How to Choose the Right Aquarium Heater for Every Tank
From the tropics to your living room, maintaining adequate water temperature is a challenge many aquarium enthusiasts face. Beginners and even old pros may wonder what the best heater is for their tanks. With so many varying opinions muddying the waters, Bluefish Aquarium has put together this simple guide on making every aquarium feel like a mini island getaway complete with warm waters and happy fish.
There's no one-size-fits-all approach to aquarium husbandry, but there are a few rules of thumb that can make heating your tank a little easier. Generally speaking, it's a good idea to maintain 5 watts of heat per gallon of water. This keeps the temperature at a constant 10 degrees above room temp.
Let's say you have a standard 25-gallon aquarium. Installing a 150 watt heater, along with a secured lid for retaining warmth and preventing evaporative cooling, should be sufficient for keeping the temperature around 76-80 degrees Fahrenheit. If you're housing your fish in a cooler location, such as a basement or near a window, adjust accordingly by upgrading to the next highest wattage.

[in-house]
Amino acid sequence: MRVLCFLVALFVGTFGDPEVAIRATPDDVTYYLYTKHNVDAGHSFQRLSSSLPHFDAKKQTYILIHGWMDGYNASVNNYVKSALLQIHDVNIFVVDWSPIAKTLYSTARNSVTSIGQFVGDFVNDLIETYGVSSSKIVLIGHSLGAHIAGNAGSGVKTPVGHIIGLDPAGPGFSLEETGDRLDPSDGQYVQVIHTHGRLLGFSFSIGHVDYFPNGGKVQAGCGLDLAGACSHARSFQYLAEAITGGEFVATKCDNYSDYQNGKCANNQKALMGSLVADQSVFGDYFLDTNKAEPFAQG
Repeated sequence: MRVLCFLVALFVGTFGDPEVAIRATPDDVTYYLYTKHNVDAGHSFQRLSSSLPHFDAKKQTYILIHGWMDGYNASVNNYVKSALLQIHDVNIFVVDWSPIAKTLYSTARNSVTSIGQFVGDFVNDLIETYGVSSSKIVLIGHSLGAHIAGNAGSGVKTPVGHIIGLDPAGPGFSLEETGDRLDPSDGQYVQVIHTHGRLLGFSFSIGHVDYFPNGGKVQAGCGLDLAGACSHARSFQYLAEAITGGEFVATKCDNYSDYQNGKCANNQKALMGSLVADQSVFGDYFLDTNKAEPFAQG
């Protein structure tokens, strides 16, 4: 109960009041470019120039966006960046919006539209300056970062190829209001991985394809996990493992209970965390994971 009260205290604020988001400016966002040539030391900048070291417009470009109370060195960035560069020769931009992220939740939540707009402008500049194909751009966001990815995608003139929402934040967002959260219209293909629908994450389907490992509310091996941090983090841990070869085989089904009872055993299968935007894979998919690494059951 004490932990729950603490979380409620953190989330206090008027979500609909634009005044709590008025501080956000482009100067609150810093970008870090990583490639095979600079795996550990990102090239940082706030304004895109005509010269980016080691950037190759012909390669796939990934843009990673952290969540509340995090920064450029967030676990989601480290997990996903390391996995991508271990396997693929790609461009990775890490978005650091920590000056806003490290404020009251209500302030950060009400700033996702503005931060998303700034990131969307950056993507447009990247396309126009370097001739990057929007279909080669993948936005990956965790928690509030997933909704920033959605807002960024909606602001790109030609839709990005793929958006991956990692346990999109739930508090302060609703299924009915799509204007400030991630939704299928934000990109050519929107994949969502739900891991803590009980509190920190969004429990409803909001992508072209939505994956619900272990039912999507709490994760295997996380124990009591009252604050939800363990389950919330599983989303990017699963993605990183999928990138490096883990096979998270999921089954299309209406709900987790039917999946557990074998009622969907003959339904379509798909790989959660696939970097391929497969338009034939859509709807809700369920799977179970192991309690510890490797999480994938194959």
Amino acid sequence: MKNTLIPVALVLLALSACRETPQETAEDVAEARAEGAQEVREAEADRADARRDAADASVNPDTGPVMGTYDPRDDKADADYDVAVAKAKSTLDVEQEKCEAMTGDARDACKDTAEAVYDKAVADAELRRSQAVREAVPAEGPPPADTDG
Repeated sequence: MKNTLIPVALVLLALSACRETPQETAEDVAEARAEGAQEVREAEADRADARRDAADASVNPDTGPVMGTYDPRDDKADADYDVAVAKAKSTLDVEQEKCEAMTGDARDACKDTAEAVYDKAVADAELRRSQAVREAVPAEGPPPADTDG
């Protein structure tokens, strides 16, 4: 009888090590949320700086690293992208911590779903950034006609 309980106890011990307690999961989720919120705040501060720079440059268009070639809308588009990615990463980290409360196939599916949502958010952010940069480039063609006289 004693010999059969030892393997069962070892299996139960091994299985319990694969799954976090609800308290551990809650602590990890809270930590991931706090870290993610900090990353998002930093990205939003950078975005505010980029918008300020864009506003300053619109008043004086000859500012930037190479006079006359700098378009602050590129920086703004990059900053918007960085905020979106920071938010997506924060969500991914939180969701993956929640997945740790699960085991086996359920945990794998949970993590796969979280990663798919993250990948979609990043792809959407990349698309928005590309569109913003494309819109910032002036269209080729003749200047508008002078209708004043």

Arranging your fishy friend's furniture is more than simply installing a castle or two. Heater placement is important for providing proper circulation throughout the tank. Most hobbyists swear by submersible heaters that sit comfortably below the water level and provide heat throughout the entire tank thanks to the help of the current. These kinds of heaters should be placed next to the filter to maximize flow and oxygenation. Angle the heater roughly 45 degrees and dress it up with plants and clever camouflage so as not to detract from the interior decor of your tank.
Species Specific Needs
We've discussed the 76 to 80 degree comfort zone of most home aquariums. However, some species require warmer or cooler waters in order to thrive. Consider where in the ocean your fish reside. Tropical creatures require more "sun" exposure which can be supplemented with UV bulbs and radiant heating, while bottom feeders prefer slightly colder temperatures.
The best way to maintain constant aquarium conditions is to monitor the temperature daily. Mount a thermometer to the wall opposite the heater. Check to ensure heat is reaching the entirety of the tank and adjust as needed.
Having trouble finding the sweet spot when it comes to aquarium temperatures? Ask our experts and avoid getting into hot water with your fishy friends!